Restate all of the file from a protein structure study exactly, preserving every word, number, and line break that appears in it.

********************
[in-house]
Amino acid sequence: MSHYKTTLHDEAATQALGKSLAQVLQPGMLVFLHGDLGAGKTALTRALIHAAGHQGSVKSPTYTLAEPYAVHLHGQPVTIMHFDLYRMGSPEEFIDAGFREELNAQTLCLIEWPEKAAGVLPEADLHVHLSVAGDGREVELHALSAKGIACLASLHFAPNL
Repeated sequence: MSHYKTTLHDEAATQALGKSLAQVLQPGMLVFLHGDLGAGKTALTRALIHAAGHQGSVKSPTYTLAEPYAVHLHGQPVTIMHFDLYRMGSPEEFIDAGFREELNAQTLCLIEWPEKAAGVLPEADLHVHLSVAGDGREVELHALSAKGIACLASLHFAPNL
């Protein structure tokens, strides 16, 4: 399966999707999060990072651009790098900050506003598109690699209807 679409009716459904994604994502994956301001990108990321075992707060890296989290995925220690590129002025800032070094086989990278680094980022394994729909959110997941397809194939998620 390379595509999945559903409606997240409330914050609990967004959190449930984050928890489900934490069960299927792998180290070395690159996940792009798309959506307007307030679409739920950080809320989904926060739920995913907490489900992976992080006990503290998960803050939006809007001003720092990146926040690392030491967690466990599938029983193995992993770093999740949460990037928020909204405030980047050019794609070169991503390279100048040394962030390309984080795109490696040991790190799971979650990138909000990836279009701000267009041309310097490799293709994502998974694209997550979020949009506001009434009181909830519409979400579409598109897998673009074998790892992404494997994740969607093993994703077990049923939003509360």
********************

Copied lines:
[in-house]
Amino acid sequence: MSHYKTTLHDEAATQALGKSLAQVLQPGMLVFLHGDLGAGKTALTRALIHAAGHQGSVKSPTYTLAEPYAVHLHGQPVTIMHFDLYRMGSPEEFIDAGFREELNAQTLCLIEWPEKAAGVLPEADLHVHLSVAGDGREVELHALSAKGIACLASLHFAPNL
Repeated sequence: MSHYKTTLHDEAATQALGKSLAQVLQPGMLVFLHGDLGAGKTALTRALIHAAGHQGSVKSPTYTLAEPYAVHLHGQPVTIMHFDLYRMGSPEEFIDAGFREELNAQTLCLIEWPEKAAGVLPEADLHVHLSVAGDGREVELHALSAKGIACLASLHFAPNL
């Protein structure tokens, strides 16, 4: 399966999707999060990072651009790098900050506003598109690699209807 679409009716459904994604994502994956301001990108990321075992707060890296989290995925220690590129002025800032070094086989990278680094980022394994729909959110997941397809194939998620 390379595509999945559903409606997240409330914050609990967004959190449930984050928890489900934490069960299927792998180290070395690159996940792009798309959506307007307030679409739920950080809320989904926060739920995913907490489900992976992080006990503290998960803050939006809007001003720092990146926040690392030491967690466990599938029983193995992993770093999740949460990037928020909204405030980047050019794609070169991503390279100048040394962030390309984080795109490696040991790190799971979650990138909000990836279009701000267009041309310097490799293709994502998974694209997550979020949009506001009434009181909830519409979400579409598109897998673009074998790892992404494997994740969607093993994703077990049923939003509360």